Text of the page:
Coronary stents

Coronary stents are implanted during minimally invasive PCI procedures treating narrowed coronary arteries, which supply Oxygen to the heart muscle. Stainless steel and cobalt chrome alloys have the plastic properties that enable balloon-expandable stents to withstand the high-pressure present in these small blood vessels. Balloon-expandable stents undergo plastic deformation during balloon-expansion thereby fixing their shape.

In cases of perforation or significant damage to the arterial wall, special stents coated with pericardium tissue can be applied as an emergency measure to “seal” the damaged area and enable blood flow through the artery.

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Coronary stents

Neurovascular stents

The two most common types of cerebrovascular disease are ischemic stroke (87%) caused by a blocked or narrowed intracranial blood vessel and hemorrhagic stroke (10%) often caused by a ruptured aneurysm.

Tiny self-expandable stents can be used to re-open blocked brain blood vessels. On the other hand, stent-assisted coil embolization treats intracranial aneurysm by threading a thin wire (embolic coil) through a catheter into the affected area of the brain in order to fill the weakened portion of the vessel.

Balloon-expanded stents require high pressure for their expansion which can damage the thin blood vessels of the brain. Self-expanding stents eliminate the need for high pressure expansion making Nitinol the metal of choice for neurovascular stents.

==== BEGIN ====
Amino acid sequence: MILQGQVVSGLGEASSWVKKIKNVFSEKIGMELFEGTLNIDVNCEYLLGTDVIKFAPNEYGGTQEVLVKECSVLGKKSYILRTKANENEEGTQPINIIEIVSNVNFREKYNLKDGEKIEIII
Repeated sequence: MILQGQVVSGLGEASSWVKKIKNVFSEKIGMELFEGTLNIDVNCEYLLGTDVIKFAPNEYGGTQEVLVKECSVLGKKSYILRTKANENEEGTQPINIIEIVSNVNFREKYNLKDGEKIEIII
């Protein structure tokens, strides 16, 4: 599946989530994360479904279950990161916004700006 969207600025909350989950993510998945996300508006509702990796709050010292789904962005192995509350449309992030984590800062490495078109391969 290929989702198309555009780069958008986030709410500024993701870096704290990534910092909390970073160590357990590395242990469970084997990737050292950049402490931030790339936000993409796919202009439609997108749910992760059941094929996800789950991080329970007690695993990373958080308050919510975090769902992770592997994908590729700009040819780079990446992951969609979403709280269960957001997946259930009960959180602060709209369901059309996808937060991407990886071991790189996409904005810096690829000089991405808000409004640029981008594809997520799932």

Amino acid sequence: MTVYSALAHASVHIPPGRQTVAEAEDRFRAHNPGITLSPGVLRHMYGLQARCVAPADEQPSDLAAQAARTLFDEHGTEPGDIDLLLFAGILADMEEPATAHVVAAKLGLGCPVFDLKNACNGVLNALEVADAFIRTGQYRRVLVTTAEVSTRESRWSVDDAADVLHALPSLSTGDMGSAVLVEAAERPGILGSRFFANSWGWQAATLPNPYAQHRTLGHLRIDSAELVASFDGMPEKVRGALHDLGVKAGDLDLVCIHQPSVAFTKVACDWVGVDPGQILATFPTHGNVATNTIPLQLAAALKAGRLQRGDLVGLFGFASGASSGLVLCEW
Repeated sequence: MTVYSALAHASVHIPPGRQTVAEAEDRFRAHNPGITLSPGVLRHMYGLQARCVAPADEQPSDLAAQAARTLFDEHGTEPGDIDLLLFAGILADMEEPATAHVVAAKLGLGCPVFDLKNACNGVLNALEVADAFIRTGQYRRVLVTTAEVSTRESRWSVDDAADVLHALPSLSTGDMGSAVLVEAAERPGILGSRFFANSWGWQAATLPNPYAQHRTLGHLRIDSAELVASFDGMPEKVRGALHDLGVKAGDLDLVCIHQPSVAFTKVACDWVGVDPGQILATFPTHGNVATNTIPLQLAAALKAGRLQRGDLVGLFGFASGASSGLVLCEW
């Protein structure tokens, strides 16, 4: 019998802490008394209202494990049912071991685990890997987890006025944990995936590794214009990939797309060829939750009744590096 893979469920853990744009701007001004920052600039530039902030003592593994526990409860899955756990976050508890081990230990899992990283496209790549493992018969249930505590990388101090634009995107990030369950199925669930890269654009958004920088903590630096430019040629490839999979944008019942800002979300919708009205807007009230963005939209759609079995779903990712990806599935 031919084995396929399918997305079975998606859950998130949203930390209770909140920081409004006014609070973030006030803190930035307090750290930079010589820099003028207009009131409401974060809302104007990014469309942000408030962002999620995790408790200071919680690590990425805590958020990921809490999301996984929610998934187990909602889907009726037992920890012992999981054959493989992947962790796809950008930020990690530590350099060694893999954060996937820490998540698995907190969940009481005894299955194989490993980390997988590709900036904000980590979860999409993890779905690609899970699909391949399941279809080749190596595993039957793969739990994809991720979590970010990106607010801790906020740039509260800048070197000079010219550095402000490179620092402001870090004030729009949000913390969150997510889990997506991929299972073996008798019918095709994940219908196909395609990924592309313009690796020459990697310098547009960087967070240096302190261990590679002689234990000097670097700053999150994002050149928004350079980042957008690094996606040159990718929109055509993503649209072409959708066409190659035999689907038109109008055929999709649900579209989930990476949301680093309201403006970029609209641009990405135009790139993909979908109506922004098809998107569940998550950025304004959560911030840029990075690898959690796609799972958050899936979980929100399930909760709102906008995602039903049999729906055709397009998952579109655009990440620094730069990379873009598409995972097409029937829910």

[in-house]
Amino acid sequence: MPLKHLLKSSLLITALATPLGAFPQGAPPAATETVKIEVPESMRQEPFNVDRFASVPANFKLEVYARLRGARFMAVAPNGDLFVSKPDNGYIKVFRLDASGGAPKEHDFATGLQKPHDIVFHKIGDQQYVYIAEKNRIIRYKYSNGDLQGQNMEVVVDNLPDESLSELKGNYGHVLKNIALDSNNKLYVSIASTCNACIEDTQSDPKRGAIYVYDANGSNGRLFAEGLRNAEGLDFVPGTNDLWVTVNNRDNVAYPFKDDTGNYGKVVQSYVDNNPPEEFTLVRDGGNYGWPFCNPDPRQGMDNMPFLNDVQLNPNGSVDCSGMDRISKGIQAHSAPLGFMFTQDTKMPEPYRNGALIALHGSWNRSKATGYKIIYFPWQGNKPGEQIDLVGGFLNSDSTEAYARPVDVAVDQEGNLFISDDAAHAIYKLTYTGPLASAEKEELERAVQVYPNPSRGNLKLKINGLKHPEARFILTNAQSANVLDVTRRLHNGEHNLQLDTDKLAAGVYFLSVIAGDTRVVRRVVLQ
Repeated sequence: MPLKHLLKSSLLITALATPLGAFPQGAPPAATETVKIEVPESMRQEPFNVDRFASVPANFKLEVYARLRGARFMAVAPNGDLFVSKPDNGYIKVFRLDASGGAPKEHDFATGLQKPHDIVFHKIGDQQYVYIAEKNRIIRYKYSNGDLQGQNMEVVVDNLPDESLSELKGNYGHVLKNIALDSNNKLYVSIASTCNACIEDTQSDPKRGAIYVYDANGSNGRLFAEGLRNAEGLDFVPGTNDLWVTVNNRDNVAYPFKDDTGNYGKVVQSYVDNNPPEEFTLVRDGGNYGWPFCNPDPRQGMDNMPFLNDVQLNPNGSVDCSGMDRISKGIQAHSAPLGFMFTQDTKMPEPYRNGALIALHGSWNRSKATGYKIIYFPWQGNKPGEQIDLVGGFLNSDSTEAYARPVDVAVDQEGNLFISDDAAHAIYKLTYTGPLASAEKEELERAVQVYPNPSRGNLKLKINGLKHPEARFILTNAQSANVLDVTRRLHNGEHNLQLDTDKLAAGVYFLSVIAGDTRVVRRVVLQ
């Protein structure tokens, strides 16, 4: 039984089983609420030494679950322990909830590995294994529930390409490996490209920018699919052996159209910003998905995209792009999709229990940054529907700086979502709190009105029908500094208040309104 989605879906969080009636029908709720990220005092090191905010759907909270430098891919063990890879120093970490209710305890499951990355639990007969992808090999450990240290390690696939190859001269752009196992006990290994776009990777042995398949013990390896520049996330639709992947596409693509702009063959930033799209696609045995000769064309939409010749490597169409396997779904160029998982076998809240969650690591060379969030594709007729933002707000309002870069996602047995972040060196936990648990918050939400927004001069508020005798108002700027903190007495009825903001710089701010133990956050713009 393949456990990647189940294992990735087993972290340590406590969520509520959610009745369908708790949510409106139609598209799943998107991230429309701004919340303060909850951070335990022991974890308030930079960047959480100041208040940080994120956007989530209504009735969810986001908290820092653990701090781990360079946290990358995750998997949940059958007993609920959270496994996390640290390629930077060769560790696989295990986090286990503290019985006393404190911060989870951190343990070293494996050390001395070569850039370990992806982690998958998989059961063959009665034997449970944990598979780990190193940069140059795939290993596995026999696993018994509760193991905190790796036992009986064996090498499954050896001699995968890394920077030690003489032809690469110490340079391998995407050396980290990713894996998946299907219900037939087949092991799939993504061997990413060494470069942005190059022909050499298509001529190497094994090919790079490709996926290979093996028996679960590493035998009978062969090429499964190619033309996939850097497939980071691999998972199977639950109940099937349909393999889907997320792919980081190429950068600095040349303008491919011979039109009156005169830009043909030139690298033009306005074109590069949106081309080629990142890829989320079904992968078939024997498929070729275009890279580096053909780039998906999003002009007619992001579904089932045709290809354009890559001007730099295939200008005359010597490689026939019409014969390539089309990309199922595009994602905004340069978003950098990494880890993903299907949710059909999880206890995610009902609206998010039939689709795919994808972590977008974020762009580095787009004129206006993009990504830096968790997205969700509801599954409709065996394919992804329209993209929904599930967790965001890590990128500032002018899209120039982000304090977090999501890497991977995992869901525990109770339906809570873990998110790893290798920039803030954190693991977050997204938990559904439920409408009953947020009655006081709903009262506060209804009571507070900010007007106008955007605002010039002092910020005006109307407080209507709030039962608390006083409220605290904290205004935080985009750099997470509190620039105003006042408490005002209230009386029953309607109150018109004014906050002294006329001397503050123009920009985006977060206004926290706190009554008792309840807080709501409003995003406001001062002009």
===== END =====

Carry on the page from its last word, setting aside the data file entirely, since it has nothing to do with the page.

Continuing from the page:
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Neurovascular stents

Carotid stents

A self-expandable Nitinol stent is fitted inside a narrowed carotid artery, which feeds blood to the brain, to improve blood flow and prevent the artery from collapsing or closing after the procedure.

Carotid stents need to be elastic because of the perceived risk that outside pressure on a balloon-expandable stent (stainless steel or cobalt chrome) may permanently damage the stent and block the artery.

Self-expanding stents eliminate the need for high pressure expansion making Nitinol the metal of choice for neurovascular stents.

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Peripheral stents

Peripheral stents are often self-expandable Nitinol stents that can be bare metal, drug coated, or membrane coated.

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Biliary stents

Biliary stents are used to treat obstructions in the bile duct. The complex delivery and positioning of biliary stents requires high flexibility to allow maneuverability through loops, curvatures and angulated anatomies.

Biliary stent design takes into account flexibility, migration resistance and radial pressure requirements.

STI manufactures the metal stent, typically made of Nitinol, and welds radiopaque markers as needed.

A membrane cover is added later to prevent in-growth and ensure free passage through these relatively long (≤ 120 mm) stents.

Read more about the Stent manufacturing process.